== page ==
Although nonemergency babies on Lanai are delivered off-island, prenatal care services are available at the Lana'i Community Health Center.
A story on Page A3 on Aug. 10 about the blessing of the Lanai Community Hospital's emergency room and lab renovation gave the impression that all pregnant women have to leave the island to obtain prenatal services.
In fact, that might be the perception of some on the island because Straub Lanai, which is contracted to provide emergency room and hospital services, does not provide prenatal services, said Diana Shaw, executive director of the Lana'i Community Health Center.
But the Lanai community health facility has been providing prenatal care for about two years. There currently are 10 women who receive prenatal care through the center, she said.
The community health center currently is working to improve its prenatal services to attract more of the 50 or so women who give birth on Lanai each year, Shaw said.
"We want to capture all of the patients, and we have the capacity to do that," she said.
The center's prenatal program "can save some money, time and risk," Shaw added, noting that women who are working do not have to take time off to travel to another island.
Two years ago, the center created an arrangement with Maui Medical Group, using a grant from the March of Dimes, to provide services to pregnant women at the center. The downside of this arrangement is that all births through the program have to be performed at Maui Memorial Medical Center, she said.
Some women prefer to have their babies on Oahu, she said, noting that nonemergency births occur off Lanai. The location of the birth is based mainly on which island the woman has family, who can provide support and accommodations for the off-island birth.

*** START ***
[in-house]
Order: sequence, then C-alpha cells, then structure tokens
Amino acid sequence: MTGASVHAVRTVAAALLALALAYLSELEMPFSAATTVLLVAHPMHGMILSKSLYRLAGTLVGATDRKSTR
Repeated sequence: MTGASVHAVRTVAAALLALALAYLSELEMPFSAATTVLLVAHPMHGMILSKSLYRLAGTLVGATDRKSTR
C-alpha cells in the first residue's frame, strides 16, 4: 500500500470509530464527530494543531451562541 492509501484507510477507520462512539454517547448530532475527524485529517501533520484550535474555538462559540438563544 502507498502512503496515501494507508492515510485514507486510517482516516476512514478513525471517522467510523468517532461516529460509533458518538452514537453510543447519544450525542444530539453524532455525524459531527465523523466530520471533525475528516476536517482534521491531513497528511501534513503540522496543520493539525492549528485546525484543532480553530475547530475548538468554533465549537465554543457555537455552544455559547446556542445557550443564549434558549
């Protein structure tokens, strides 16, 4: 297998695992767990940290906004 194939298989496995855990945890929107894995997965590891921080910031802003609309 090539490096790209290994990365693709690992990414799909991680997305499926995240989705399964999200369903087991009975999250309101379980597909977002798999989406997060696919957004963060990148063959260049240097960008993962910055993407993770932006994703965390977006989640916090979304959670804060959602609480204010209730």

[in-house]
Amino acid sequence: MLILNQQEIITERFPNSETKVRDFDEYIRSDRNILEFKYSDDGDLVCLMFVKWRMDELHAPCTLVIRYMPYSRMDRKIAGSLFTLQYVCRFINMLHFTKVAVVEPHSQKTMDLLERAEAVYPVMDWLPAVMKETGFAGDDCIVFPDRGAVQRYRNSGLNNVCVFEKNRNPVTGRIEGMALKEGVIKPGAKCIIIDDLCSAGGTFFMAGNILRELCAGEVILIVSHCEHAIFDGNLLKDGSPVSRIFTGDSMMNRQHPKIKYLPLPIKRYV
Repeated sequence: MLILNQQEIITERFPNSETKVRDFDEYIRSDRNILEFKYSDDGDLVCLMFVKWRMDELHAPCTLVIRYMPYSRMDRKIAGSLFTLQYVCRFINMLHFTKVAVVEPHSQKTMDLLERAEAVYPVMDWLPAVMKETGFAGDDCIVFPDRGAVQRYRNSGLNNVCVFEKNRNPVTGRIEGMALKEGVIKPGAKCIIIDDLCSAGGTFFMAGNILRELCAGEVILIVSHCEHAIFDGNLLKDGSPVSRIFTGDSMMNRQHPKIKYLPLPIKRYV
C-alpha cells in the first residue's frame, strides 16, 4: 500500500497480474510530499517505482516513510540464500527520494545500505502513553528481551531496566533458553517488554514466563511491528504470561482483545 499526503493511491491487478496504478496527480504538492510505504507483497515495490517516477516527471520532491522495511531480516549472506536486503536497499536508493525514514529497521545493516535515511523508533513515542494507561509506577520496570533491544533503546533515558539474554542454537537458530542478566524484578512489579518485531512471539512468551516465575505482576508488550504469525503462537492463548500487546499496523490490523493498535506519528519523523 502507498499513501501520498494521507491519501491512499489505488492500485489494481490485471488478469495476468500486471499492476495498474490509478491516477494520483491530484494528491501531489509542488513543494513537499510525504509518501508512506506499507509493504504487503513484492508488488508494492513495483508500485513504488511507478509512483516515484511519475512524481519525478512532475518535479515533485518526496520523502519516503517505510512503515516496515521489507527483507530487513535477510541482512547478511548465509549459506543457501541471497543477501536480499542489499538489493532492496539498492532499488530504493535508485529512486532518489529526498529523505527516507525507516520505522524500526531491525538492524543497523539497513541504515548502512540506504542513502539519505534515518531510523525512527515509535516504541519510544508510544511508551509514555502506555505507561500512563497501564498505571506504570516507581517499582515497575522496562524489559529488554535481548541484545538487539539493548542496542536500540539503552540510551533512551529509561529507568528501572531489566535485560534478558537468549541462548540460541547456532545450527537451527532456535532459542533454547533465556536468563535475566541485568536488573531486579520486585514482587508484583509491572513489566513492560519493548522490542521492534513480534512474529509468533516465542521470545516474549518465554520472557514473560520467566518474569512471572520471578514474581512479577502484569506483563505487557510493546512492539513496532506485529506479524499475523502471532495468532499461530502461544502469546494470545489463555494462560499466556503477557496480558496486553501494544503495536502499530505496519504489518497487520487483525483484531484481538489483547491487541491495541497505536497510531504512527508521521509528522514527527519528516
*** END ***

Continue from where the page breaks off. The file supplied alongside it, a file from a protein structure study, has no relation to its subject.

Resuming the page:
In an effort to expand its reach to Oahu, the center has established a relationship with the University of Hawaii obstetrics department, Shaw said. Women who are under the care of UH doctors may have their babies at Oahu hospitals at which the physicians have admitting privileges. This includes Kapiolani Medical Center for Women and Children, The Queen's Medical Center and Straub Clinic & Hospital.
Shaw added that the center is currently working on establishing a direct relationship with Kapiolani.
Lanai women may use other doctors than those at UH, but the center would need to work out arrangements with the medical facility and doctor, Shaw said.
Based on anecdotal evidence, Shaw said she believes that there is a 50-50 split of women who come to Maui or go to Oahu to give birth.
Another major development has been the training of medical provider Aileen Duran, an advanced practice registered nurse with prescription privileges. She is now qualified to provide pre- and post-natal services to women, Shaw said.
The center has a fetal stress monitor and is in the process of purchasing handheld ultrasound equipment, she said. There also are plans to develop a telemedicine program through which women may interact with their doctors.
"While our program cannot offer delivery on Lanai, we have reduced and are working toward eliminating routine off-island travel for these patients," Shaw said.
* Lee Imada can be reached at firstname.lastname@example.org.